A preliminary study of acute responses to clamped alcohol concentration and family history of alcoholism.Alcohol Clin Exp Res. 1999 Aug; 23(8):1320-30.AC
The clamping method of alcohol administration was combined with a battery of dependent measures of frontal lobe brain function, and a novel index of acute adaptation, in a preliminary study in order to explore the paradigm's sensitivity to a familial history of alcoholism (FHA).
Ten family history-positive (FHP) and 10 family history-negative (FHN) adult social drinkers of both genders underwent alcohol clamping. Twenty minutes after the start of an intravenous infusion of alcohol, the breath alcohol concentration was clamped at a target of 60+/-5 mg/dl for 150 min. Initial and adaptive responses to alcohol were assessed using scalar indices of change. One index assessed initial improvements or impairments in brain function after alcohol. The other index assessed acute adaptation (tolerance or sensitization) to alcohol while the brain's exposure to alcohol was held constant. The battery of dependent measures included subjective perceptions, neuropsychological tests, saccadic eye-movement tasks, and event-related potential (ERP) tasks. Effect sizes for FHA were estimated for 10 dependent variables that showed adequate baseline test-retest reliability (r>0.6).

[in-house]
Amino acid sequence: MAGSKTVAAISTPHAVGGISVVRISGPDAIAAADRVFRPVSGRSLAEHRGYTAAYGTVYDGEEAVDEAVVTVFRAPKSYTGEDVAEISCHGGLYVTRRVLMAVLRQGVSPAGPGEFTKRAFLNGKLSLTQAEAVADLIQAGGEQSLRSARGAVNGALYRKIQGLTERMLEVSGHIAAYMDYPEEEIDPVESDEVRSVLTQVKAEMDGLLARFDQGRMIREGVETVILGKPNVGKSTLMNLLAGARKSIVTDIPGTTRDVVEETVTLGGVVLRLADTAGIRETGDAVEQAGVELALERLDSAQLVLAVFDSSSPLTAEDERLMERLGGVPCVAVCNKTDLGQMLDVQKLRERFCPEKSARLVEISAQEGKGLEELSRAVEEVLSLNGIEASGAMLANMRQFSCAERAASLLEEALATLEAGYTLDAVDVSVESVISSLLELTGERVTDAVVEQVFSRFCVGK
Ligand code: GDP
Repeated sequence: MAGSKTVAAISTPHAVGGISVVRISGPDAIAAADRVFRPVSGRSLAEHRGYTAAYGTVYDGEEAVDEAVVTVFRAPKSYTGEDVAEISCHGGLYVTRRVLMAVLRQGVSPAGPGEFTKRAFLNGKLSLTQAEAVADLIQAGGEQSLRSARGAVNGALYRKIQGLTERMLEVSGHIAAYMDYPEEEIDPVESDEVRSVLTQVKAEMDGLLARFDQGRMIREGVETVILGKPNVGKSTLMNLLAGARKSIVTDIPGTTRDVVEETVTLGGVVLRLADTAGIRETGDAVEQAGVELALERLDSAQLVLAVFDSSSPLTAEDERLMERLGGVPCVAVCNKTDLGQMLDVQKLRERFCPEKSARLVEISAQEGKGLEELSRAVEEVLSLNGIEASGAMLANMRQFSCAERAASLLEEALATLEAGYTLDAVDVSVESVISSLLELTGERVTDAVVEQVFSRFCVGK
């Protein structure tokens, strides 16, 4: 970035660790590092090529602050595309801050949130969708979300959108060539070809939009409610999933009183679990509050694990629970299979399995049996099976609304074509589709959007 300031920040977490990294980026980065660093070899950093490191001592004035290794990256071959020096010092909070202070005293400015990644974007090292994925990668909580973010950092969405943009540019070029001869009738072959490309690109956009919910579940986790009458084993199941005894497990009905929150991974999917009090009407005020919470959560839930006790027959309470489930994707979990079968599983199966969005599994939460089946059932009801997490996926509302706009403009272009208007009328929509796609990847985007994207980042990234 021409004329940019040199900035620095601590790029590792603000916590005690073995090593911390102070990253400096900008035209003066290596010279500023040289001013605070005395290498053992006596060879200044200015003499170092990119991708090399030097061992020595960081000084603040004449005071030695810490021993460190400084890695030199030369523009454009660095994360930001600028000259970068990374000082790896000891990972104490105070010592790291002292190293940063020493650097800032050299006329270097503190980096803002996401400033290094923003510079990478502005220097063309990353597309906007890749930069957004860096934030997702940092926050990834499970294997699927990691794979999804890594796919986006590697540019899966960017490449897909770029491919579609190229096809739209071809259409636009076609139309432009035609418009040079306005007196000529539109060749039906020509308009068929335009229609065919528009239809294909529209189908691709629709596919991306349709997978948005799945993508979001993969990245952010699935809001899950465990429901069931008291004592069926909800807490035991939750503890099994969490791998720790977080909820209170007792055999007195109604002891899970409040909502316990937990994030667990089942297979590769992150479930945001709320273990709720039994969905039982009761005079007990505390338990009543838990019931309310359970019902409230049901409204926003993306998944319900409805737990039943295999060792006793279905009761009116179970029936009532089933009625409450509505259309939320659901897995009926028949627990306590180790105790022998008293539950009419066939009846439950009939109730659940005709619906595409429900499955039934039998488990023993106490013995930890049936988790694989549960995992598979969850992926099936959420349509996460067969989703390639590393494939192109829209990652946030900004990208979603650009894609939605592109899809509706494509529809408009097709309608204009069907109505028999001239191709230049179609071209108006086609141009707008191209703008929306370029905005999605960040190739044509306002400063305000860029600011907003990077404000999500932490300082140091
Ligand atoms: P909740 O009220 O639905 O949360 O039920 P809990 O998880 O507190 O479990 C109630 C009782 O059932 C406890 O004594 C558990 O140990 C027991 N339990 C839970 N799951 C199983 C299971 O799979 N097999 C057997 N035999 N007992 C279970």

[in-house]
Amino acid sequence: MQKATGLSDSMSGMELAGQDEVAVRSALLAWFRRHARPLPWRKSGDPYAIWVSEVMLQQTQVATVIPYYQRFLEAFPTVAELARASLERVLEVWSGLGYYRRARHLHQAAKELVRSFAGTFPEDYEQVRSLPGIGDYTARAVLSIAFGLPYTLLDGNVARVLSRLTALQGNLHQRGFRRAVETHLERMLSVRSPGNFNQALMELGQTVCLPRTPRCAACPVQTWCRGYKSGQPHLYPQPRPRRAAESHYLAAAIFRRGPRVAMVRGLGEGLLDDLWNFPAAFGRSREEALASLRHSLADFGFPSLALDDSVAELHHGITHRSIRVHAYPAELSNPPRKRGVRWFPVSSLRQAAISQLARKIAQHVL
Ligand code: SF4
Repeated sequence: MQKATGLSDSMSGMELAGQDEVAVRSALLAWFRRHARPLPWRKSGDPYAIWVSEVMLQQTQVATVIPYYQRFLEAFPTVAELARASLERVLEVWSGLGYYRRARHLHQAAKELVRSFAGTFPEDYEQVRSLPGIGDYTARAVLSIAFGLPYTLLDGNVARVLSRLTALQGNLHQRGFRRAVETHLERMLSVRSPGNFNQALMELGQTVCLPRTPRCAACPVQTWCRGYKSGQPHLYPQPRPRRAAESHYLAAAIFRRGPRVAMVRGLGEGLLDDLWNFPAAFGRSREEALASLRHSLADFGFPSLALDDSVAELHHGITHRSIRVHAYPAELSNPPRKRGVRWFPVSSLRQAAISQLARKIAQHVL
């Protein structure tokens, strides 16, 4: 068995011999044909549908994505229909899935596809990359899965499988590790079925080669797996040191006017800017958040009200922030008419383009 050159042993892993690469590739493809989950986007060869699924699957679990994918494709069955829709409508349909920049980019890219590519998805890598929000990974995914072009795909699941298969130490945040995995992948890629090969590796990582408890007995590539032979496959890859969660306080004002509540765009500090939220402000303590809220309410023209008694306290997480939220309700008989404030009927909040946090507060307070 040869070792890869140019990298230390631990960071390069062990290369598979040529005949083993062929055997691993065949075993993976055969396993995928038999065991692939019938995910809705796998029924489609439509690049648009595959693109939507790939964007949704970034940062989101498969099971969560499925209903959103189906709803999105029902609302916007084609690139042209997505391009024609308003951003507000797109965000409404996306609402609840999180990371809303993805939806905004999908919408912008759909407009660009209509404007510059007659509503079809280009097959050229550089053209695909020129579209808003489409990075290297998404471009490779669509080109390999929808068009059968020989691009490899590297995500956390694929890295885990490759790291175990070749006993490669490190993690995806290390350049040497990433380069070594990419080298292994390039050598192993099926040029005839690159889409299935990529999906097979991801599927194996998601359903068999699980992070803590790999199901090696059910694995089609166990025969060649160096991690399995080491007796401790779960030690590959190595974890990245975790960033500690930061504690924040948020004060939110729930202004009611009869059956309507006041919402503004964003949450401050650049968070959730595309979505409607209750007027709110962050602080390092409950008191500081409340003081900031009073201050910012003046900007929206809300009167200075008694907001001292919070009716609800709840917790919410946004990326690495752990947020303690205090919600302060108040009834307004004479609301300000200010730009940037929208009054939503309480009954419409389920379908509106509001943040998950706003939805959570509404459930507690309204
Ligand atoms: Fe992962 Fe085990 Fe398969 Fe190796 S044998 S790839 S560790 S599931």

FHP subjects showed less intense initial responses to alcohol in subjective perceptions, but greater changes in the latency of volitional saccades and ERP P3 components than did the FHN controls. FHP subjects generally showed greater acute tolerance to alcohol than did controls, who showed more instances of acute sensitization at this moderate breath alcohol concentration. Effect sizes for FHA exceeded 0.4 in more than half of the indices.
The BrAC clamping paradigm assesses initial and adaptive responses of a battery of behavioral and electrophysiological measures of frontal lobe function to ethanol that appear both reliable and sensitive to FHA.